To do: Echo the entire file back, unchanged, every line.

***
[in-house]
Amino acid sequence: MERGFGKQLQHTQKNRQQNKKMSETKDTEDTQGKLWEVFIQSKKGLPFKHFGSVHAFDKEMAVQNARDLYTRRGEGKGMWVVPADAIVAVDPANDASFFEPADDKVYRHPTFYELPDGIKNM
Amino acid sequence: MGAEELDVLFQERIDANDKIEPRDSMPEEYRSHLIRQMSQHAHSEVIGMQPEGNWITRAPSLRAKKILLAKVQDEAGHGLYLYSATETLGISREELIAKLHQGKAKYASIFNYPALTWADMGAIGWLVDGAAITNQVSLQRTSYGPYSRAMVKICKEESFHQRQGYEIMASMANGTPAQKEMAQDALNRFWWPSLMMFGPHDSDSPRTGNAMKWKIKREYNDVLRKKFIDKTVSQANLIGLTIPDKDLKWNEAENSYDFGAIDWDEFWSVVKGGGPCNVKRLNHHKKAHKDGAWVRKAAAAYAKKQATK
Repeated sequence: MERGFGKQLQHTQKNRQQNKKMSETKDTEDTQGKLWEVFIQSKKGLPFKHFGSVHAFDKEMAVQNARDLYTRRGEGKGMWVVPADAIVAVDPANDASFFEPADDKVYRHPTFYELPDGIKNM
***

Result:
[in-house]
Amino acid sequence: MERGFGKQLQHTQKNRQQNKKMSETKDTEDTQGKLWEVFIQSKKGLPFKHFGSVHAFDKEMAVQNARDLYTRRGEGKGMWVVPADAIVAVDPANDASFFEPADDKVYRHPTFYELPDGIKNM
Amino acid sequence: MGAEELDVLFQERIDANDKIEPRDSMPEEYRSHLIRQMSQHAHSEVIGMQPEGNWITRAPSLRAKKILLAKVQDEAGHGLYLYSATETLGISREELIAKLHQGKAKYASIFNYPALTWADMGAIGWLVDGAAITNQVSLQRTSYGPYSRAMVKICKEESFHQRQGYEIMASMANGTPAQKEMAQDALNRFWWPSLMMFGPHDSDSPRTGNAMKWKIKREYNDVLRKKFIDKTVSQANLIGLTIPDKDLKWNEAENSYDFGAIDWDEFWSVVKGGGPCNVKRLNHHKKAHKDGAWVRKAAAAYAKKQATK
Repeated sequence: MERGFGKQLQHTQKNRQQNKKMSETKDTEDTQGKLWEVFIQSKKGLPFKHFGSVHAFDKEMAVQNARDLYTRRGEGKGMWVVPADAIVAVDPANDASFFEPADDKVYRHPTFYELPDGIKNM